Awaara (1951)

A scene from the film.   | Photo Credit: 23dfr awaara 2

India was only in its fourth year of Independence when Raj Kapoor decided to offer his fans “Awaara”. It may not qualify as an epic but it was a landmark movie for its story and the treatment of the subject. It drove home the essence of a meaningful script's contribution towards adding quality to the movie. It was an era when appealing music was considered an essential part of movie-making. With a sprinkling of flawless performers, this movie was a neat package that stood out for its entertainment and a social message that holds true even today. The wide gap between poverty and opulence is depicted in a telling manner.

The story revolves around Raj (Raj Kapoor), who languishes in a slum with his mother after being estranged from his father (Prithviraj Kapoor), a wealthy judge, who ousts his wife from the house on suspicion of infidelity.

A young Raj (played by Shashi Kapoor) is thrown out of school (for having taken up the job of boot polish) and is separated from friend Rita. Forced to steal and cheat, Raj grows into a petty criminal, thanks to Jagga (K. N. Singh), a dacoit who has a score to settle with the judge.

Fate brings Raj into contact with Rita (Nargis) and his father. Circumstances lead Raj to kill Jagga and the case ends up in the court of his father where Rita defends him. Raj loses his mother (Leela Chitnis), rediscovers his father and the story concludes with a three-year sentence for him.

Fight for legitimacy

The protagonist of the movie is locked in a fight to win legitimacy. He explodes when the society treats him like a vagabond.

In a memorable scene, he subjects Rita to ridicule and uses physical force in a rage that captures Raj's character aptly. That he has suffered is too obvious but nothing would prevent him from salvaging his lost pride.

The story does not set the screen on fire. The narration is simple but taut. Each character has a significant role to perform but Raj and Rita provide a cosmetic touch to roles that needed acting skills of a higher class.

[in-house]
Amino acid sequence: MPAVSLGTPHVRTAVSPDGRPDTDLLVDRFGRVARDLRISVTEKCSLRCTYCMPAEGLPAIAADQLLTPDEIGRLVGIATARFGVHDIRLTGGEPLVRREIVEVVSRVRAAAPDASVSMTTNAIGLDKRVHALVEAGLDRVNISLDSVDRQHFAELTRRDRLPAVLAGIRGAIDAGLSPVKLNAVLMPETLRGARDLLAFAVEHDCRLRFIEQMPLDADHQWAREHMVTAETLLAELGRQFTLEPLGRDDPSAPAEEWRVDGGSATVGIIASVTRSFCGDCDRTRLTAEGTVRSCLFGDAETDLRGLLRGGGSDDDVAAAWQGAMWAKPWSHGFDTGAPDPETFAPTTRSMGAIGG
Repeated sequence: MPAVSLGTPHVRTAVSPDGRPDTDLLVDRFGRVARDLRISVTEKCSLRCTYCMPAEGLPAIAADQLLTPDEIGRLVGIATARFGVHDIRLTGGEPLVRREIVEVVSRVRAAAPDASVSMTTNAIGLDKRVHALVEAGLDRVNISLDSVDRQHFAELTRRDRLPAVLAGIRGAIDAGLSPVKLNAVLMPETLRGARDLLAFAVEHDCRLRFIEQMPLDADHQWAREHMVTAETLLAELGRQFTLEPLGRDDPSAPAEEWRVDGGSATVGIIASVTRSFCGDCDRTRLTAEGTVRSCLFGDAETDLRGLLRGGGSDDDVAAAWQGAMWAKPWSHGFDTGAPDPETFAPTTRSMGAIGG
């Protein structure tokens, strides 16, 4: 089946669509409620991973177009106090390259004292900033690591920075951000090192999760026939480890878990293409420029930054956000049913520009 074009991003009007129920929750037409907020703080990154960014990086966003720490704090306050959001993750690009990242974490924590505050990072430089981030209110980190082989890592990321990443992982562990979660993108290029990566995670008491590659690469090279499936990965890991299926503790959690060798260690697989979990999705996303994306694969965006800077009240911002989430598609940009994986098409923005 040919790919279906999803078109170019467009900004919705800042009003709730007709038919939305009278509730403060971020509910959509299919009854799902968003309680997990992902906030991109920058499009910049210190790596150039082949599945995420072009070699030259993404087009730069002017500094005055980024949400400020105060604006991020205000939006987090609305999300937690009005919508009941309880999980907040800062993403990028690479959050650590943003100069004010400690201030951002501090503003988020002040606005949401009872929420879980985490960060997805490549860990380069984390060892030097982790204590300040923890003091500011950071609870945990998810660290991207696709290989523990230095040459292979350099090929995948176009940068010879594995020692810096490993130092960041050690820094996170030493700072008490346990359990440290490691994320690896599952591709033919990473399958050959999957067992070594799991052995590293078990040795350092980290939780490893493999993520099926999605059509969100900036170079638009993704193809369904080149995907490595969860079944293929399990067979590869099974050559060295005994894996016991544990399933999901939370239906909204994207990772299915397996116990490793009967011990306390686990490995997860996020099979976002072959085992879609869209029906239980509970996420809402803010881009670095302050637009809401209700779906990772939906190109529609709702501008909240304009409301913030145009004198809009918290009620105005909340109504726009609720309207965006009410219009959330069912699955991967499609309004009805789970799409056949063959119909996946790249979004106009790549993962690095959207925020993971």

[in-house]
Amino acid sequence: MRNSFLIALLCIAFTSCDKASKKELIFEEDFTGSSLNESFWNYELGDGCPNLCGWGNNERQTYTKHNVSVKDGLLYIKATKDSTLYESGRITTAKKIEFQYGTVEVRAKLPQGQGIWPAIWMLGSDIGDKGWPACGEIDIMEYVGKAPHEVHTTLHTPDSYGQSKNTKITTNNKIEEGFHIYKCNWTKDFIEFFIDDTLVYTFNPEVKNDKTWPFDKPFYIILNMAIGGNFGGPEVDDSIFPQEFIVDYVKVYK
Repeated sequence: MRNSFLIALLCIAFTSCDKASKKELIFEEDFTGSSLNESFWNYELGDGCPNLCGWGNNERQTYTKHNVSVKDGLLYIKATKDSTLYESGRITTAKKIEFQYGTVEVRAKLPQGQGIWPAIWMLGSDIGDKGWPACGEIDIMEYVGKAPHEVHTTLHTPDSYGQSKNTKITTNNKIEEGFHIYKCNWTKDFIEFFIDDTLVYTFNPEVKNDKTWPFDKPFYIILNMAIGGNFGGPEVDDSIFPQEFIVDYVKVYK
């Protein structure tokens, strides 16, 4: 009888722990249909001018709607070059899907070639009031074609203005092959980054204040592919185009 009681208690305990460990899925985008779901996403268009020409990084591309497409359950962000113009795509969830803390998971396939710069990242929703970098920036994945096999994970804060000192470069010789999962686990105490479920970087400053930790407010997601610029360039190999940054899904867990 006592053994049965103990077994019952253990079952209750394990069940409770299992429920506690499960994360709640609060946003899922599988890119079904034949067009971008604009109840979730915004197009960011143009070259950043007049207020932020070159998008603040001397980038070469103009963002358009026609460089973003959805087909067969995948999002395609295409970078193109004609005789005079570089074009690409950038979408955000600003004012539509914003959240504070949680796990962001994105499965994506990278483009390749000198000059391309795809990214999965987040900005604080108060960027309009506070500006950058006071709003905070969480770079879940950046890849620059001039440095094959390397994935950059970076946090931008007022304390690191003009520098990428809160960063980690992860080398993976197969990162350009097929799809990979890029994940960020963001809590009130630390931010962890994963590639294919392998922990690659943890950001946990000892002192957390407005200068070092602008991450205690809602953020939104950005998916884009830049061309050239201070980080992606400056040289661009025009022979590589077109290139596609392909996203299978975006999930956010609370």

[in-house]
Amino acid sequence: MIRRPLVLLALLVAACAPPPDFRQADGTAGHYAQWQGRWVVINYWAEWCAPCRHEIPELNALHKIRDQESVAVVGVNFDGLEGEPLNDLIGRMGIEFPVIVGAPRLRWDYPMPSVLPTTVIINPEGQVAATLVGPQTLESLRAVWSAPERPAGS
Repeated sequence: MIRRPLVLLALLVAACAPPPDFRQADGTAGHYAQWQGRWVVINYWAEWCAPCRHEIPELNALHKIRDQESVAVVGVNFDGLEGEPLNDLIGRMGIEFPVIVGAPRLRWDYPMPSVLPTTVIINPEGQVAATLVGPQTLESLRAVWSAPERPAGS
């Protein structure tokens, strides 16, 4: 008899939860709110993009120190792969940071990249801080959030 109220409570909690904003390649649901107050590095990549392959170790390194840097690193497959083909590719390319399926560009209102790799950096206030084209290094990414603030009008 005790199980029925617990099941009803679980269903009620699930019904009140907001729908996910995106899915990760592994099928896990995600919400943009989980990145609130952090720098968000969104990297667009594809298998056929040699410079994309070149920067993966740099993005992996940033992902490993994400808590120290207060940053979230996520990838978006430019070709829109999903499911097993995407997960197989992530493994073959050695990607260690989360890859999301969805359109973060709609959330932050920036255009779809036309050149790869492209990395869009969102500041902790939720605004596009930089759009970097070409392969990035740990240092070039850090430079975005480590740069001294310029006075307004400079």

Nargis dons a one-piece swim suit, considered quite daring almost six decades ago.

Cinema was evolving in the 1940s and this movie, made in 1951, set the trend for some romantic stories in times where Raj Kapoor, Dilip Kumar and Dev Anand came to dominate the film industry with their exemplary work. Raj Kapoor tied up with Khwaja Ahmad Abbas to produce and direct this movie. It remains a significant work from the production house of RK Films but way below some of the best in the Indian cinema's history.

Raj Kapoor was only 27 when he made this movie. And 22-year-old Nargis is ravishing in a role that went well with her image.

Music has always remained an integral part of Raj Kapoor's films and here the pair of Shankar-Jaikishen gives finefare fare. The initial part is marked by two eminently forgettable songs by Mohammad Rafi with Prem Nath featuring in one of them; it was a most insignificant screen presence for Prem Nath. The screen lights up with “Ek Do Teen Aaja Mausam Hai Rangeen” by Shamshad Begum and then Lata Mangeshkar joins with “Jab Se Balam Ghar Aaye”.

Music carries the momentum forward in this slow paced movie.

“Dum Bhar Jo Udhar Munh Phere” is easily one of the most stunningly shot songs ever. A dream sequence (“Ghar Aaya Mera Pardesi”) is followed by “Aa Jao Tadapte Hain Armaan”, “Ek Bewafa Se Pyaar Kiya”and “Hum Tujhse Mohabbat Karke Sanam”…Music is what you remember most from “Awaara”; and of course, the beautiful Nargis.

She carries the movie on her shoulders even though Raj Kapoor is the central character.

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Printable version | Nov 28, 2020 10:32:04 PM |

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